The Instant Film Shop is part of Austrian photographer Florian Kaps' analog photography empire-to-be. Kaps, 39, the owner of the biggest, Web-based instant photo gallery Polanoid.net and the first-ever Polaroid-only art gallery in Vienna, managed to raise enough financing from private donors to purchase the remainder of Polaroid's film-manufacturing equipment.
Massachusetts-based Polaroid had one of its main production plants in Enschede, Holland, where it produced 30 million film packs in 2007 and 24 million in the first half of 2008. After raising almost $2.6 million (€1.8 million), Kaps bought one the buildings in Enschede aswell as the necessary equipment, and launched what he has called "The Impossible Project."
His new company, manned by 11 former Polaroid employees and a number of computer technologists, aims to start production in 2010, producing three million films in the first year and then 10 million per year after that. Kaps hopes to have the new films -- although they will essentially be the same as the Polaroid films, Kaps' company is not able to use the brand name as it is trademarked -- ready by the time global supply of the old stock runs out. Last month the company produced the first high-quality instant picture using its new methods.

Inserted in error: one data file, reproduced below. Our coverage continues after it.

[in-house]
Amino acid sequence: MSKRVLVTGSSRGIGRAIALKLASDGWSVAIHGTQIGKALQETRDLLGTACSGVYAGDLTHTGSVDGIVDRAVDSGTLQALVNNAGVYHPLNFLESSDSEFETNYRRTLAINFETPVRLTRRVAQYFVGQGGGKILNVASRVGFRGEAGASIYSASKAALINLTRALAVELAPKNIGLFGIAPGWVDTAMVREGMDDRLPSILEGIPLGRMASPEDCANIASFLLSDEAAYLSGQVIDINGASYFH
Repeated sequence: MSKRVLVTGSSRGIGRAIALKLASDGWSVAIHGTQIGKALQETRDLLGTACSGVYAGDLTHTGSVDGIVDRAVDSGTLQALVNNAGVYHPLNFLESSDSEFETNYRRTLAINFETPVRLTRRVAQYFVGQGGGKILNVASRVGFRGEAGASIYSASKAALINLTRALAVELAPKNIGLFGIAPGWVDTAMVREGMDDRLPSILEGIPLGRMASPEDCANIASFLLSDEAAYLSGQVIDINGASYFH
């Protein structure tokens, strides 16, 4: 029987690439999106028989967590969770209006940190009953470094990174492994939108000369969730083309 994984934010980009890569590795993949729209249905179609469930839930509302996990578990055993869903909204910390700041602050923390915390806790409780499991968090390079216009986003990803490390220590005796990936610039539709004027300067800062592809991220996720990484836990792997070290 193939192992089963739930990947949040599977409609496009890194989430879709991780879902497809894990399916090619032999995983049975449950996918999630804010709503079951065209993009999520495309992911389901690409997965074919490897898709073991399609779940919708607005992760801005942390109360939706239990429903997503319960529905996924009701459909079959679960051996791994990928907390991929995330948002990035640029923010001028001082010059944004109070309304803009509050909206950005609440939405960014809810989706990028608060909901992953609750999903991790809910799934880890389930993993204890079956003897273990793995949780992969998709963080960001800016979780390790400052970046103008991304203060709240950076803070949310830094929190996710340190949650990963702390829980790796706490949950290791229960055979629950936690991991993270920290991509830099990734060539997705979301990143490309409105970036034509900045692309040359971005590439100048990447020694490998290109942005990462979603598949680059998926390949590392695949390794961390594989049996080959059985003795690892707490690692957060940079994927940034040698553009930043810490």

Last Chance To Keep Analog From Extinction
But while the film is scarce, the cameras are not. Prices for old Polaroid cameras range fom a couple of euros, or less, at your neighbourhood flemarket to several hundred euros, for pristine models, still in their original packaging. Nonetheless, Kaps also plans to produce new cameras to go with his new films. They will be delivered to the two shops and sell for anywhere between €50 ($71) and €1,000 ($1,427). In a press statement the company writes that the first new model will pay "homage to the high quality photographic cameras of the golden Polaroid years." No further details have been released so far as the design team is still fine tuning the new product, which they are hoping to have ready for sale by early next year.